With 17 railroads annually carrying more than 43 million tons of cargo through the state, the freight rail industry plays a tremendous role in powering New Jersey's economy. But several proposed rules that ignore the industry's strong safety record are threatening freight rail's ability to support the state's economic future.
New Jersey’s freight rail system stretches almost 1,000 miles and ranks in the Top 10 in the nation in the transport of intermodal cargo, in which truck-trailers and shipping containers are transported on rail flat cars. And more than 1,100 New Jersey residents help move these goods every year, making an average salary of over $100,000.
Given its significance to the region’s economy, policy makers must facilitate, not hinder, rail transportation. Unfortunately, railroads are increasingly faced with government mandates that seemingly disregard their impressive safety record, as well as ignore the economic growth that partial deregulation has brought. There is a need to set the record straight, and for decision makers to view freight rail without bias and make decisions driven by hard data, not anecdotes or politics.
Government safety statistics paint a clear picture. On the mainline rail network, derailments are down 25 percent compared to 2010. Employee injuries have decreased 48 percent in the last 15 years, while the overall train accident rate is 39 percent less today than in 2000. For the transportation of hazardous materials, 99.99 percent of carloads move freely without incident to their destinations.
Consider also the positive effect of just one train taking as many as 200 trucks off the road. It eases congestion, reduces infrastructure wear and tear, increases safety and cuts emissions.
Also, consider the continued efforts of the industry to train the emergency community and develop resources such as AskRail, a mobile application that provides real time info regarding rail cargo so that if a rare accident occurs first responders know the right steps to take as quickly as possible.
Railroads have said repeatedly their goal is zero accidents, and they are working every day to achieve that goal. The data reflects the positive progress made.
But several recent policy proposals from outside of Congress seem to disregard the railroads’ safety record and perhaps mask other broader political agendas.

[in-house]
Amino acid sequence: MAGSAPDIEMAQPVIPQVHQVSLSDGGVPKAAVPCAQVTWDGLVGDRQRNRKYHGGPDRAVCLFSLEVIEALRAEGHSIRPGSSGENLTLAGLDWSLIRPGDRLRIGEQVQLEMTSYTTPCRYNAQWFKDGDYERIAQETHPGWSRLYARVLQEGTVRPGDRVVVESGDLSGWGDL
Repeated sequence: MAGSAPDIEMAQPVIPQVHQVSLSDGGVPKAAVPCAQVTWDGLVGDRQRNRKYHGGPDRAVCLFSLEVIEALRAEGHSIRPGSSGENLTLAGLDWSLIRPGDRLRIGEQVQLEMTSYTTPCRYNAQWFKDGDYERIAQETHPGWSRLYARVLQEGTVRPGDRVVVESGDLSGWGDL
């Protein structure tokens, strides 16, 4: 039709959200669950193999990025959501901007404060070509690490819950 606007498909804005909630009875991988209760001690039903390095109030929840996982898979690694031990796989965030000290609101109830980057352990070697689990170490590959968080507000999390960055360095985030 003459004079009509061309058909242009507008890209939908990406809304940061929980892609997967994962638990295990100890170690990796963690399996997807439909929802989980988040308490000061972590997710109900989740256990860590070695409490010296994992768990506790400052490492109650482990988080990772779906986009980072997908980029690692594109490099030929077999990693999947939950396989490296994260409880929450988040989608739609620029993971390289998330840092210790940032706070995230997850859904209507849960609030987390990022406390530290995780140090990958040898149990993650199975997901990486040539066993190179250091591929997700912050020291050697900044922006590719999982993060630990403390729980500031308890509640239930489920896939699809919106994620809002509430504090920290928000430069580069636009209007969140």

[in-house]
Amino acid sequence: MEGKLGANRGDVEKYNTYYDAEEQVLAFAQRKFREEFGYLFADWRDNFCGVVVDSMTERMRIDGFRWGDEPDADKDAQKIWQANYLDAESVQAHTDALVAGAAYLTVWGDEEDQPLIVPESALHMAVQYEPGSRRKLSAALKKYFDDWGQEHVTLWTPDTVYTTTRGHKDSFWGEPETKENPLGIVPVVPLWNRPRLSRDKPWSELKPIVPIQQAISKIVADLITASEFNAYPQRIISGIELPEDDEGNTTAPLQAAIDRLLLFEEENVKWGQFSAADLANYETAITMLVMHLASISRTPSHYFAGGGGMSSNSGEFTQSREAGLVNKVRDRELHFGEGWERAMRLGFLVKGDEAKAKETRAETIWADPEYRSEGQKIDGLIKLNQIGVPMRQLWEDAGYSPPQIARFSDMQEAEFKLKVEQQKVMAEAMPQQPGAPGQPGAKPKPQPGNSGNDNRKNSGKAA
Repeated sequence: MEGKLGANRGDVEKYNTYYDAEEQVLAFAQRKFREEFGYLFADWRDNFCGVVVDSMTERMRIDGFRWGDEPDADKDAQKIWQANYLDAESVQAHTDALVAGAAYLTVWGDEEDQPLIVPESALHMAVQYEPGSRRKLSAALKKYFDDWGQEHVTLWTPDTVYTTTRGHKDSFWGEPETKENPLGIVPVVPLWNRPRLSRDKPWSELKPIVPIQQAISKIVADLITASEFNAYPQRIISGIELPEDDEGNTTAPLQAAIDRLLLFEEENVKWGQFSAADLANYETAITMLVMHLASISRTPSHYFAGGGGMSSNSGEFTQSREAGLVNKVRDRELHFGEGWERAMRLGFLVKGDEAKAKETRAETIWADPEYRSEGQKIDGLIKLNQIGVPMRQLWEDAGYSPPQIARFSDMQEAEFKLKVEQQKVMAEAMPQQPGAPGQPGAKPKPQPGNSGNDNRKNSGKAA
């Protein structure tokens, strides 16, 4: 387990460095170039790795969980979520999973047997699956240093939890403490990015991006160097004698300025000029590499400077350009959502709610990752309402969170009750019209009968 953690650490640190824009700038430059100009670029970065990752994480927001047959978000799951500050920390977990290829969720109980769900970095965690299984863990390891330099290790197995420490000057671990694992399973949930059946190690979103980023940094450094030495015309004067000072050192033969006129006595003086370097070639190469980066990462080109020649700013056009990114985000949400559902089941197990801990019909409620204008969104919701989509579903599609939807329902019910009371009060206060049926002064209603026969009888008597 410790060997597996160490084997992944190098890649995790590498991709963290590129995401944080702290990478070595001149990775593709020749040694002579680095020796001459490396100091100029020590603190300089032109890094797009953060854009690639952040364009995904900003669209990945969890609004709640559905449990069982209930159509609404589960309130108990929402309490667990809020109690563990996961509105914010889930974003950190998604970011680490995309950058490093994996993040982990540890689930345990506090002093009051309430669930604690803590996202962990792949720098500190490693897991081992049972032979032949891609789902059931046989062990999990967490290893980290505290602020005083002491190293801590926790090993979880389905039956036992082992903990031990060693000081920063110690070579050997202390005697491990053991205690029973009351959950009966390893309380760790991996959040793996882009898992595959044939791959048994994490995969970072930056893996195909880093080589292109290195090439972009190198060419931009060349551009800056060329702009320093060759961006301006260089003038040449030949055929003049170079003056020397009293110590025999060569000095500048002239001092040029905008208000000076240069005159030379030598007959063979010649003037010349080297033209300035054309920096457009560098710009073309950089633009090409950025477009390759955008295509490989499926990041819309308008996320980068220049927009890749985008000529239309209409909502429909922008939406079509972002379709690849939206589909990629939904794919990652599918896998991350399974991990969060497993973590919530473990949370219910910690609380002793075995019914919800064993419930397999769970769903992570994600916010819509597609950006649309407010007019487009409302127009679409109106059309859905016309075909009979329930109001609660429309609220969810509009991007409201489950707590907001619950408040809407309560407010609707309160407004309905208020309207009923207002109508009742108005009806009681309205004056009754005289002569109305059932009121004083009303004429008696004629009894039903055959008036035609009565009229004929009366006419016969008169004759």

For instance, the Federal Railroad Administration continues to advance a proposal that dictates crew size operations even though evidence actually points toward single man crews being safer. The costly supposed redundancy in fact offers no greater level of safety. At best the proposal needs further study before being arbitrarily imposed.
The Surface Transportation Board has also recently proposed a number of new regulations that would threaten the success of the industry, including a rule that would require railroads to give competitors access to their rail lines. This “forced access” rule would disrupt the efficient flow of cargo that makes freight railroads such a vital piece of our economy.
Misguided proposals like these could handicap our still fragile economic growth. New data shows the U.S. economy grew just 1.2 percent in the second quarter. Meanwhile, new data also shows that the railroad sector generated $274 billion in economic activity and $33 billion in taxes in 2014 alone.
Sen. Cory Booker of New Jersey, who heads the Senate subcommittee overseeing rail, gets it. “Freight railroads mean more job opportunities and a more productive economy,” he says.
While no one is alleging that any one single policy proposal will cripple the industry, thereby diminishing its positive economic impact in New Jersey, the aggregate of regulations could have a real dampening effect in the future. In these less-than-ideal economic times, why should we ignore the safety record of railroads and unnecessarily disrupt an economic engine like freight rail?
We have seen the damaging economic effects of overregulating industries with burdensome red tape in the past. This is why we must let data — not politics —drive smart safety policies that continue keeping communities safe and allow freight rail to support the economy in New Jersey and throughout the country.
Goelz served as managing director of the National Transportation Safety Board from 1995-2000.